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HP’s ZBook x2: It’s powerful, it’s specialized, and it’s very expensive

27 May 2018, 2:00 pm

Enlarge / HP ZBook x2. (credit: Peter Bright)

Since Microsoft's Surface Pro 3 proved that there was a market for tablet-sized PCs sporting detachable keyboards, we've seen an abundance of minor variations of the concept from the major PC OEMs. For the most part, they've stuck pretty close to Microsoft's basic formula, with tweaks in screen size and resolution, connectivity options, and hinge design distinguishing one from another.

By comparison, the new HP ZBook x2 looks like it will be one of the more unusual riffs on the concept. The fundamentals remain the same, but ZBook is HP's mobile workstation branding, and, accordingly, the ZBook x2 is aimed specifically at artists, engineers, designers, and other professional users. In particular, it's aimed at those users who like the flexibility of the Surface Pro form factor—a machine for drawing and sketching, but also for sending emails, filing accounts, or whatever else a user needs to do. Yet, the ZBook x2 also offers more power than other systems of this type.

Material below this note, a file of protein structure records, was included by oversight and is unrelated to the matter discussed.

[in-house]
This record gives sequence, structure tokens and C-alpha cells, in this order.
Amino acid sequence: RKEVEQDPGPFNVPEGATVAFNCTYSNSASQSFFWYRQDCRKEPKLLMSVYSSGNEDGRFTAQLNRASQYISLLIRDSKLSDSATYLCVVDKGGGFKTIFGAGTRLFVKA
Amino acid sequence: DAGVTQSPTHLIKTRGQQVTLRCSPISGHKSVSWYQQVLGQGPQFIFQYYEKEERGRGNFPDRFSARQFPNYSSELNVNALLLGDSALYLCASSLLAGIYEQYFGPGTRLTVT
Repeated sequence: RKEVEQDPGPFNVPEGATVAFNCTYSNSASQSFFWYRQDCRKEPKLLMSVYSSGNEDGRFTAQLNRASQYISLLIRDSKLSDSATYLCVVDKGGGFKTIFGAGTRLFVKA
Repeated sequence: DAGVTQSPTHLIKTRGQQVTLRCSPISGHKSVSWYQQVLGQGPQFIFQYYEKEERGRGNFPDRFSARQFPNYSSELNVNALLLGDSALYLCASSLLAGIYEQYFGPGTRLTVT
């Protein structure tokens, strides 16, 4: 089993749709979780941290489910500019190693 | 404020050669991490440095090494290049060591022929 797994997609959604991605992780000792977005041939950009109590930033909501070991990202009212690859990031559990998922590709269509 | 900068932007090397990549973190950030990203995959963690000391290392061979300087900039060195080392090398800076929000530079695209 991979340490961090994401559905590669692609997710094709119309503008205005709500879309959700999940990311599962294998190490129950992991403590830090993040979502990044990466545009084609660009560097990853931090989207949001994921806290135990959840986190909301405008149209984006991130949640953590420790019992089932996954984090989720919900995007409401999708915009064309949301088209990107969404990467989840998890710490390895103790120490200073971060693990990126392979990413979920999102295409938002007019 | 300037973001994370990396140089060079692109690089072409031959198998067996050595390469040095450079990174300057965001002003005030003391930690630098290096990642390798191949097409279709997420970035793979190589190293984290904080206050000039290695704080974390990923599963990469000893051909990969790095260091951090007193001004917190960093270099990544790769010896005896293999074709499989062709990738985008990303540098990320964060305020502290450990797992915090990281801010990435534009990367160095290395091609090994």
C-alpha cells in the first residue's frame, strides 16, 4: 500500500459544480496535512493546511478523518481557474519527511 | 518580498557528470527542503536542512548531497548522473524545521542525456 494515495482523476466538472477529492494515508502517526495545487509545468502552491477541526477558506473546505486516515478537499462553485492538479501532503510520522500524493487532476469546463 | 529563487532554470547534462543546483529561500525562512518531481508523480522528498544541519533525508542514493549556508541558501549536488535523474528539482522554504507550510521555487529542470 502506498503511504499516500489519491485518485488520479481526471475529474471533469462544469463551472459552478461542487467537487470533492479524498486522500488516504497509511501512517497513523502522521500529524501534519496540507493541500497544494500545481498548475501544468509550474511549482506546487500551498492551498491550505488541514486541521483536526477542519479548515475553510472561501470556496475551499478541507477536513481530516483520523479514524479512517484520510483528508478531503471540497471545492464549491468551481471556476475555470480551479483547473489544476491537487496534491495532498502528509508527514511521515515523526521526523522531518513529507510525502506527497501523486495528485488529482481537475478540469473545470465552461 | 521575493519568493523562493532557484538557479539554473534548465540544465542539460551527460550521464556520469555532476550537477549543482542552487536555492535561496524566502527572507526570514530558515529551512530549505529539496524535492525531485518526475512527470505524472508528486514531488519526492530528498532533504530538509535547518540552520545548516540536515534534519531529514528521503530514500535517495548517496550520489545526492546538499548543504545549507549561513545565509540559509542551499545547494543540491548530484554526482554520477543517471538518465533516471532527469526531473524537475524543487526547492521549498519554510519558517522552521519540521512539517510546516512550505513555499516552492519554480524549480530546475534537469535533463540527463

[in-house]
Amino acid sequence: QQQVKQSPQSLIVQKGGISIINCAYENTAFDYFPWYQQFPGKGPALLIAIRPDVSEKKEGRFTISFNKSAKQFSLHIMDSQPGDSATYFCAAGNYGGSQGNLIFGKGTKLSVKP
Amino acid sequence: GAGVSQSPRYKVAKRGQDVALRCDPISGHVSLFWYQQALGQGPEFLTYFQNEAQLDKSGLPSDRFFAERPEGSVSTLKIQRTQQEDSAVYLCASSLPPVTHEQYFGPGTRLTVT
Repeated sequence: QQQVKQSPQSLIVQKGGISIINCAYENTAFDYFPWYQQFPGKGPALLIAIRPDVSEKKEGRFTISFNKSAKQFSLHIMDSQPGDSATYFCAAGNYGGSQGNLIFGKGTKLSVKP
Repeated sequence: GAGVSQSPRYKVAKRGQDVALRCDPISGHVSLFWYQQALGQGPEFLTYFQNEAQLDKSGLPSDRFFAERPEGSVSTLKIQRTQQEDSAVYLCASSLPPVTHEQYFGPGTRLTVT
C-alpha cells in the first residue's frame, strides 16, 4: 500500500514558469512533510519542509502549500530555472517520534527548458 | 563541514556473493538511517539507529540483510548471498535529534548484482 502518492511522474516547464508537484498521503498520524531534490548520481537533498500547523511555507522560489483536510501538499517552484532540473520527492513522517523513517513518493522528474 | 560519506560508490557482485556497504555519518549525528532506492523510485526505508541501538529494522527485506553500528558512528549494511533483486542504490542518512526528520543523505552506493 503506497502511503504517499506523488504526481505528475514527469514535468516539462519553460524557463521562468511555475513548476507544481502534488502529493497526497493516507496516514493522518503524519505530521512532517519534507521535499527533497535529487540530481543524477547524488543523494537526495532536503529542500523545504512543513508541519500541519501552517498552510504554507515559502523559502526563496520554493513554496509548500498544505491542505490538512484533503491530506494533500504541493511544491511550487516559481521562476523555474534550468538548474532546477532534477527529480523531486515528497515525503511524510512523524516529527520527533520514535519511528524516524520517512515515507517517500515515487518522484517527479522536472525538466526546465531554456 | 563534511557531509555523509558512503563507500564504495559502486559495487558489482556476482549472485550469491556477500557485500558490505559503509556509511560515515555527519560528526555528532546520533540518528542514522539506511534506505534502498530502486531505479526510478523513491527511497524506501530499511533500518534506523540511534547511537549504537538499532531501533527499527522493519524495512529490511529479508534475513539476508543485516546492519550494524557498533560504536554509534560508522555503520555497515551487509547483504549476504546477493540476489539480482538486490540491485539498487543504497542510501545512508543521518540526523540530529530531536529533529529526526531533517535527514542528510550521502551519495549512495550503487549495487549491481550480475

This extra power comes from three things in particular. The first is the processor; HP is offering the new 8th generation Intel Core chips with four cores and eight threads. Second is the GPU: there's a discrete Nvidia Quadro M620 GPU with 2GB of dedicated GDDR5. And finally there's RAM: up to 32GB.

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From Win32 to Cocoa: A Windows user’s would-be conversion to Mac OS X